Great Game Design Debate: Mass Effect 3 Ending Edition

Role-playing survival game is willing to take risks

One of the more interesting news pieces this year would have to be the Mass Effect 3 ending controversy. In which fans who did not like the ending choices petitioned and complained to Bioware to the point that they recently released an update with new ending scenes. As someone who hasn’t even finished the first one, the story aspect of the argument doesn’t interest me one way or the other. But the argument does raise an interesting point about entitlement and creative control and at the end of the day: Does the developer or the fans have the greater say?

For the Fans:

The amount of investment and access to the development side fans have is unique to the games industry. Thanks to forums and betas, fans can see how the game they are waiting for is shaping up. While mods allow fans to improve upon the game in question or design something completely new. The Defense of The Ancients craze and Counter Strike both originated as mods to popular games that the designers did not originally think of.

When someone watches a movie or a TV series, their investment is nowhere near the amount of time someone playing a game has. With RPGs, MMOs, and persistent games, someone could easily spend a 100+ hours on one game. For fans of that level of dedication, in many ways, they have as much of an insight and investment to the game as the developers themselves.

Looking at Mass Effect 3, it’s easy to see how fans could be disappointed with how the game ended. We have a trilogy, where each game could be played for at minimum 15 to 20 hours. Perhaps more for fans who explored every inch of the Universe. Not only that, but they were controlling a character of their own creation and made decisions that shaped the development of the story across the three games. With all that investment, the stakes were high for players to see how all that time culminated in the ending.

In a consumer driven industry, when a product comes out that is less than acceptable, the consumer has the right to complain to the manufacturer. And there are plenty of cases where companies have changed their product based on the feedback from the consumer. However, video games are not your usual product which is where the other half of this debate falls.

Artistic Intent:

While video games are products for consumers, there is a lot more that goes into video games creative wise then other products. Designers, artists and programmers spend months developing every inch of the game and creating and fine tuning the game. At the end of the day while a game is a product, some of the best games released have the passion and creativity we see in art.

With that said a fan, no matter how invested in the game or knowledgeable, is still a fan. They did not spend one second or cent on the creation of the game. And regardless of how the fan feels, the designer has the final say of the product. Does someone have the right to complain? Yes. Does someone have the right to force the creator of a project to change their vision regardless of the quality of it? That’s a tough one.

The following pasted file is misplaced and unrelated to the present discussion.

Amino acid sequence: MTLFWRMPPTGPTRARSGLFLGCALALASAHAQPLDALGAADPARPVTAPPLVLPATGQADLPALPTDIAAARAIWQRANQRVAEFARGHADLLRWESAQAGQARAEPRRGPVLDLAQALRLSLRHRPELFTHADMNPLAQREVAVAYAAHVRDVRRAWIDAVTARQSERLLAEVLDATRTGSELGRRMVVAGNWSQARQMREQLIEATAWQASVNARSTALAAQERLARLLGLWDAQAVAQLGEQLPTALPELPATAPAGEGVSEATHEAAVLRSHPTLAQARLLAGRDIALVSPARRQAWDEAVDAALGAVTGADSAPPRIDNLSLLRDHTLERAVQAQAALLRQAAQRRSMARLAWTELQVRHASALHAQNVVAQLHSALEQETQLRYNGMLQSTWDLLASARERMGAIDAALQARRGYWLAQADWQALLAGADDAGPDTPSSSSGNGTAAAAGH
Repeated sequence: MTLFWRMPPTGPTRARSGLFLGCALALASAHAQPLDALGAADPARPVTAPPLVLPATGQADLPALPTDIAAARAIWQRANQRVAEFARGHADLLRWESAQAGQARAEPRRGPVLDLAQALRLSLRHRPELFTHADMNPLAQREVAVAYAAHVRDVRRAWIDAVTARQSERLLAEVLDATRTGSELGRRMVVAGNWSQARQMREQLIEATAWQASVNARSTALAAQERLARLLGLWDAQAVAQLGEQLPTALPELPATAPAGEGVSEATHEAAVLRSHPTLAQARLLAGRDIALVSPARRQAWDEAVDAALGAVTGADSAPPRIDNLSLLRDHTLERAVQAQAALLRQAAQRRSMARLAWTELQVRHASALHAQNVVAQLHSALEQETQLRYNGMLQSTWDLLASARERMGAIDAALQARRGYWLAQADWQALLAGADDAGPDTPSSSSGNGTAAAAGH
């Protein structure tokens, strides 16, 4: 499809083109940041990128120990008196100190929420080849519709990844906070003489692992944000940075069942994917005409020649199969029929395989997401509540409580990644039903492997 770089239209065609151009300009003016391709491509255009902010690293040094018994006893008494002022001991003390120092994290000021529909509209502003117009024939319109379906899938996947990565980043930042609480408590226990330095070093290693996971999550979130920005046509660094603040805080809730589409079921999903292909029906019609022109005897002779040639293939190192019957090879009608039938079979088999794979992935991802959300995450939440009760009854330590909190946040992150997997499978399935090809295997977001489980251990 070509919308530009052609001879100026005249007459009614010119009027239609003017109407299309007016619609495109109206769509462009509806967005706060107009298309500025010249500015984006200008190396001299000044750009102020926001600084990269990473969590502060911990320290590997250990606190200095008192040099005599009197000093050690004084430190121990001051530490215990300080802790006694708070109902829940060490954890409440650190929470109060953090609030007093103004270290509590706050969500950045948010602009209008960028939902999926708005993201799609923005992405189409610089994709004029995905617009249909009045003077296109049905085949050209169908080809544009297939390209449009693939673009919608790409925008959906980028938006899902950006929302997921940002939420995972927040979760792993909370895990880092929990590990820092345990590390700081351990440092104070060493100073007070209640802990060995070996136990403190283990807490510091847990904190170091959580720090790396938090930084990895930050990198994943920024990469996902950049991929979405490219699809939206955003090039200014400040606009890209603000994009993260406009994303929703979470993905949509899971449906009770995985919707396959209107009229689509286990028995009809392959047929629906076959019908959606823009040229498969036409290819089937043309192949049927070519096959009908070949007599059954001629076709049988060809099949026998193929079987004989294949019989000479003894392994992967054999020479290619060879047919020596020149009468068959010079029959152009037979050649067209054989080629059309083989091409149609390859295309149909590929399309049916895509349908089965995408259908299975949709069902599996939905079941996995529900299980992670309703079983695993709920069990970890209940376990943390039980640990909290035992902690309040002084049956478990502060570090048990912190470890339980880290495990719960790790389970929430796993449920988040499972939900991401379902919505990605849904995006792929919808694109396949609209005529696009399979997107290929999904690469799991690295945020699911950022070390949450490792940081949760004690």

If you go up to an artist and tell them that their painting sucks and they should change it to suit your vision, chances are they would punch you in the face. To put it bluntly, a designer has every right to tell people who want them to change their game to shut the f#@k up. At the end of the day, the designers are the reason why the game existed in the first place.

As someone who is both a fan and interested in the development side of game design, I’m torn on the matter. I can see things from the fan side and if I was a fan of a product and wanted things to be different, I would complain. However, as someone who wants to be a designer, if I spent all my time and energy on a game with a specific vision in mind. Then someone complains and demands that I change it because they didn’t like it, I would tell them to f#@k off. Did these fans help design the game in any way shape or form? No, so why should I change the game from the original intent, just to appease them?

Both sides of the debate have valid concerns and I don’t have a clear answer to which side is right. But there is a deeper issue that I want to briefly touch on.

Art vs. Money:

The Mass Effect 3 issue is a small part of a greater issue of games seen as products or artistic statements or in other words: consumerism vs. art. As a product, consumers have the entitlement to demand change, but when it comes to art, the creator has the last say on it. As a designer, the question is where do they fall on what their games represent? If Bioware cared only about their vision of the game, they could have easily told all the complainers to shut up and that would be the end of it. However, how many of those people would be in line to buy Bioware’s next game?

One positive out of the Mass Effect issue, is that it stands as an example that games have reached the point that they are affecting people in the same ways that a painting, movie or book can. What that also means, is that the issue of whether we view games as art, or as products is only going to get bigger. With that said, I can only think of one way to end this debate for now:

Josh Bycer

  • Rollory

    “One positive out of the Mass Effect issue, is that it stands as an example that games have reached the point that they are affecting people in the same ways that a painting, movie or book can. “

    That was true when Deus Ex came out. Or Star Control 2, for that matter.